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A prisoner masterminded an Ocean's Eleven-style robbery using a Samsung phone
- A maximum security prisoner allegedly used a cell phone to defraud a top financial firm of $11 million.
- The incident is nothing short of a blockbuster movie plot.
What can only be described as a plot straight out of a movie, a US prisoner allegedly defrauded a top financial firm to the tune of $11 million. All this while, he was sitting in a maximum security jail pretending to be billionaire film producer Sidney Kimmel.
The fascinating chain of events reported by The Register took place in June 2020, when Arthur Lee Cofield Jr called Charles Schwab brokerage using a blue Samsung phone he kept hidden under his arm. He told the firm that he had uploaded a wire disbursement form using the service’s secure email service.
The inmate referred to a transfer verification inquiry earlier that day by his wife — another female co-conspirator. He had previously called Schwab’s customer service about opening a checking account. At the time, he was told that a form of identification and a utility bill would be required.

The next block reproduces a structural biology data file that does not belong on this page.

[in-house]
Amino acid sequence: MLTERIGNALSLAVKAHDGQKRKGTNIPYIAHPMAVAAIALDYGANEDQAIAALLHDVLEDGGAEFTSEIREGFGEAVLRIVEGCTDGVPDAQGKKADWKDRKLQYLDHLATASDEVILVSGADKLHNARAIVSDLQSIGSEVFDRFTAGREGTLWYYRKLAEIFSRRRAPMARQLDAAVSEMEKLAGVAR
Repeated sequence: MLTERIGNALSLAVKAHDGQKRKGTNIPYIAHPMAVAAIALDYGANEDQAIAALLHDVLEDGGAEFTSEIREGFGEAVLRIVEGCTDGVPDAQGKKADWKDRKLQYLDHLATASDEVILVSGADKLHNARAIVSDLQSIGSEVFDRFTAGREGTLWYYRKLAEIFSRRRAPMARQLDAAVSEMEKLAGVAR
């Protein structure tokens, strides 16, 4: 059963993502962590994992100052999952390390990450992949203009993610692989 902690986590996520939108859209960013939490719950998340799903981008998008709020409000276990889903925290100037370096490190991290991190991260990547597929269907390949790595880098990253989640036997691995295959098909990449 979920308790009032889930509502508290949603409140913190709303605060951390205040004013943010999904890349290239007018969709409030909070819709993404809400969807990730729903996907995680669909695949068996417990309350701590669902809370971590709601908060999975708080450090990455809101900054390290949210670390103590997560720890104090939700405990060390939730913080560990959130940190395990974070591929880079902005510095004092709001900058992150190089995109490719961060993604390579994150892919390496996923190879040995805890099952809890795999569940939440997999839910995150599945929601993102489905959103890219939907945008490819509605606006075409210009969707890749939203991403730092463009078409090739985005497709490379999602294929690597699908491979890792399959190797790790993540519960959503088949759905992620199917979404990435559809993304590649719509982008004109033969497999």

Cofield’s partner in crime provided the bank with a picture of Kimmel’s driver’s license and a LA water and power utility bill. Once Schwab was satisfied with the authentication documents, it sent out $11 million from Kimmel’s Schwab account to a Zions Bank account for Money Metal Exchange, LLC — a gold coin seller based in Idaho.
All this while, the real Kimmel was clueless that his account had been drained of millions of dollars. The transaction resulted in the purchase of 6,106 gold coins by an individual who hired a private security firm to fly the coins in a chartered plane from Boise, Idaho, to Atlanta, Georgia. Another associate of Cofield received the coins a few days later.
The entire operation was conducted in less than 15 days. However, the day after the coins were purchased, prison staff is said to have found Cofield’s hidden cell phone. The forensic unit at the prison found that Cofield had been using an account on free voice and messaging service TextNow. Investigators also matched the phone number with calls made to Money Metals Exchange.
Later in December 2020, a federal grand jury indicted Cofield and two co-conspirators for conspiracy to commit bank fraud and money laundering. The defense lawyer filed to suppress the cell phone evidence, arguing that the search by the prison staff was warrantless. However, the judge overseeing the case has rejected the defense’s claims.